HT without center channel speaker?

Discussion in 'Beginners, General Questions' started by John_Walker, Mar 8, 2006.

  1. John_Walker

    John_Walker Auditioning

    Joined:
    Mar 7, 2006
    Messages:
    8
    Likes Received:
    0
    Trophy Points:
    0
    Hi

    I am slowly building my home theater. I have a Yamaha RX-V1300 which I am very happy with, a Paradigm 10" subwoofer, a mixture of speakers and a circa 1990 27" TV. Ok, stop laughing. The first thing on my agenda is to replace the speakers with some very good new ones. I like quality music reproduction.

    I've auditioned B&W 602 S3 speakers and was quite pleased with them.

    Now the question. These are very fine speakers. Their imaging, ambience etc are top notch. I have a small "theater" space which will only be used by 1-2 people at a time. If the speakers are arranged properly and I sit in the sweetspot do I really need a center channel speaker? Before you jump all over this the Yamaha has a "phantom" center speaker setting that, combined with these speakers will create the center speaker effect. It doesn't ignore the center channel program, rather it splits it and sends it to the front mains (the effect is the same as traditional two channel stereo imaging).

    I'd really like to avoid a 3 cubic foot box under a future wall mounted panel TV.

    Have any of you gone the "4.1" route?

    Any useful advice is greatly appreciated.

    John
     
  2. Ed Moxley

    Ed Moxley Cinematographer

    Joined:
    May 25, 2003
    Messages:
    2,701
    Likes Received:
    1
    Trophy Points:
    0
    Location:
    Eastern NC
    Real Name:
    Ed
    Lots of people use a Phantom center. It works just fine for most people. I personally prefer a seperate speaker.
    Good luck!
     
  3. Jim Mcc

    Jim Mcc Producer

    Joined:
    Feb 11, 2004
    Messages:
    3,757
    Likes Received:
    38
    Trophy Points:
    0
    Location:
    Oconomowoc, WI.
    Real Name:
    Jim
    I also prefer a center speaker, but you should see how it sounds without one first.
     
  4. John Garcia

    John Garcia Executive Producer

    Joined:
    Jun 24, 1999
    Messages:
    11,571
    Likes Received:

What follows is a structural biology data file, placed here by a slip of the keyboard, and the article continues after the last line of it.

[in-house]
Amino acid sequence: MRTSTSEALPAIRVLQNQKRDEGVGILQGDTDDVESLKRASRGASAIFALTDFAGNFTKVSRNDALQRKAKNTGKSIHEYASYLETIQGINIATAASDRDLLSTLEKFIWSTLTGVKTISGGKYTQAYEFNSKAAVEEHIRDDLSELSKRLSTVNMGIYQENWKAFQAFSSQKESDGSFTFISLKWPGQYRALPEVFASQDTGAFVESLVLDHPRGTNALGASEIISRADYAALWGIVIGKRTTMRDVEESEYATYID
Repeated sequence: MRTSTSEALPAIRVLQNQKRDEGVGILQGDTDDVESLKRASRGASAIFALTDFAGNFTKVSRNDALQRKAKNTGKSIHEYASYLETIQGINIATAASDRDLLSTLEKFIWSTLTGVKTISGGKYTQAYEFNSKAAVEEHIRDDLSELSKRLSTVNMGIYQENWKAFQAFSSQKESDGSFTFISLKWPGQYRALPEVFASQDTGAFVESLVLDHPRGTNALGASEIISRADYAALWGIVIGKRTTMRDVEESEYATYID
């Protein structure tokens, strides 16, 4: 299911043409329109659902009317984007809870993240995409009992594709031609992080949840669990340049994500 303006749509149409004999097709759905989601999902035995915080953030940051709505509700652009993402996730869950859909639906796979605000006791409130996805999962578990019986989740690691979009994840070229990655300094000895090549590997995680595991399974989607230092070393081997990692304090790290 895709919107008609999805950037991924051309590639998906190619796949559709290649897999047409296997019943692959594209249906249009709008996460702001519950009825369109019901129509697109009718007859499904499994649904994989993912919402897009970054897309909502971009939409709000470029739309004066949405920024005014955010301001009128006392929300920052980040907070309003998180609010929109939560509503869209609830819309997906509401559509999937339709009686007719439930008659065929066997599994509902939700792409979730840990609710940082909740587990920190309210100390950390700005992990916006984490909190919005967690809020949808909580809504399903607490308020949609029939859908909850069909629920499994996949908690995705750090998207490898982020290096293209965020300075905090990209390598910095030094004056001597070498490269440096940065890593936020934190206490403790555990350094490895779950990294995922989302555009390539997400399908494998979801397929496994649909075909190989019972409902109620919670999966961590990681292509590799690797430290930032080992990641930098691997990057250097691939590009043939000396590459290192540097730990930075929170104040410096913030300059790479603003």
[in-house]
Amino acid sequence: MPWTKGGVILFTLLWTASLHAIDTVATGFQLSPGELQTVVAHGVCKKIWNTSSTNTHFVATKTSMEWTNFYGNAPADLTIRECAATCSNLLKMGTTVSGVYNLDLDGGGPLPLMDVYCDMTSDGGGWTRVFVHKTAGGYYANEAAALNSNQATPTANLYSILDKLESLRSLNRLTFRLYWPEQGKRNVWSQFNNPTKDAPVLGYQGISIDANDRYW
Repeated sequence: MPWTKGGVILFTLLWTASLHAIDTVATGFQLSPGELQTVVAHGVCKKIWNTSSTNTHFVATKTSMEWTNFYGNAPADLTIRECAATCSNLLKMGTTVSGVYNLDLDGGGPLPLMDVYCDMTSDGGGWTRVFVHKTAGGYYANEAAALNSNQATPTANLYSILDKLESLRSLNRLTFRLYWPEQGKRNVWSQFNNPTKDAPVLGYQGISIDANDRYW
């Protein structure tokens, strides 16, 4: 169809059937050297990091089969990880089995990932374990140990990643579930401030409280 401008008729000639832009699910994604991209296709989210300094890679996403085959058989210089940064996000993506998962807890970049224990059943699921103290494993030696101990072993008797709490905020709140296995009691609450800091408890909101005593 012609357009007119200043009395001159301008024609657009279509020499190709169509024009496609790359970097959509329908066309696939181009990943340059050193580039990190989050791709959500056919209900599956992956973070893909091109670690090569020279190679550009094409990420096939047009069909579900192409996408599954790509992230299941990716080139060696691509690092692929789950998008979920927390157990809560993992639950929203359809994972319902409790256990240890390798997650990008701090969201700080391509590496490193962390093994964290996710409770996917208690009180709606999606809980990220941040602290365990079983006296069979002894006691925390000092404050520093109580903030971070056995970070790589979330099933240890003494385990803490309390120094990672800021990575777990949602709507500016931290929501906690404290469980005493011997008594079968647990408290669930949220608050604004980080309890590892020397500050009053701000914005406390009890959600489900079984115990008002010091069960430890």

25
    Trophy Points:
    0
    Location:
    NorCal
    Real Name:
    John
    B&W makes wall mount speakers that might be a compromise for a center.

    ALL receivers have the capability to use a Phantom center.

    I say try it out too. I've tried it and I didn't like it too much. Dialogue that should be centered on the screen sometimes ends up on the left or the right rather than evenly distributed and I found that pans across the front stage didn't always work very well, always drawing my attention to one speaker or the other (properly calibrated with an SPL meter).
     
  5. GeorgeAB

    GeorgeAB Second Unit

    Joined:
    Jan 28, 2001
    Messages:
    485
    Likes Received:
    7
    Trophy Points:
    110
    Location:
    Denver, CO
    Real Name:
    G. Alan Brown
    Without a center channel speaker, there is only one severely restrictive sweet spot you can sit in that will give you a phantom image centered at the screen. Anyone sitting anywhere else in the room will not have dialog coming from the characters speaking on the screen. For them, the origin of the dialog will shift into the left or right speaker location, whichever is nearer their seating location. I doubt seriously that will be acceptable to you.

    If system performance is most important to you, room aesthetics will usually have to be compromised somewhere along the line. The sound in a theater system is considered by experts to contribute between 50 and 80% of the impact, drama and involvement when watching a movie. With film sound mastering, the center channel is the most critical. Not providing a center channel at all or using a mis-matched speaker will result in serious consequences to the full enjoyment of movies. You just need to be clear about your priorities.